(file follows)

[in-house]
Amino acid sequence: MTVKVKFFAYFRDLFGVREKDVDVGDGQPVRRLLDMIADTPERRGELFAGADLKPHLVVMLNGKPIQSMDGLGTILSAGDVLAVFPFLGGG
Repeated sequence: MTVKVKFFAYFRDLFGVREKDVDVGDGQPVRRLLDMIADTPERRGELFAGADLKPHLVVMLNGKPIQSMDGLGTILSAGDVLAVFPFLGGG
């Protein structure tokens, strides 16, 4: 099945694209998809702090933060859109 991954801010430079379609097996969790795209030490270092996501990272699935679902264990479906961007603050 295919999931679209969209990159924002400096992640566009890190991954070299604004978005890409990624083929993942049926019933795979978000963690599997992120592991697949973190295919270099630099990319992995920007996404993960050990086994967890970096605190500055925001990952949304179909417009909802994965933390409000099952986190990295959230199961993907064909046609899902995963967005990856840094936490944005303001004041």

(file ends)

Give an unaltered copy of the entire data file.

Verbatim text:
[in-house]
Amino acid sequence: MTVKVKFFAYFRDLFGVREKDVDVGDGQPVRRLLDMIADTPERRGELFAGADLKPHLVVMLNGKPIQSMDGLGTILSAGDVLAVFPFLGGG
Repeated sequence: MTVKVKFFAYFRDLFGVREKDVDVGDGQPVRRLLDMIADTPERRGELFAGADLKPHLVVMLNGKPIQSMDGLGTILSAGDVLAVFPFLGGG
């Protein structure tokens, strides 16, 4: 099945694209998809702090933060859109 991954801010430079379609097996969790795209030490270092996501990272699935679902264990479906961007603050 295919999931679209969209990159924002400096992640566009890190991954070299604004978005890409990624083929993942049926019933795979978000963690599997992120592991697949973190295919270099630099990319992995920007996404993960050990086994967890970096605190500055925001990952949304179909417009909802994965933390409000099952986190990295959230199961993907064909046609899902995963967005990856840094936490944005303001004041």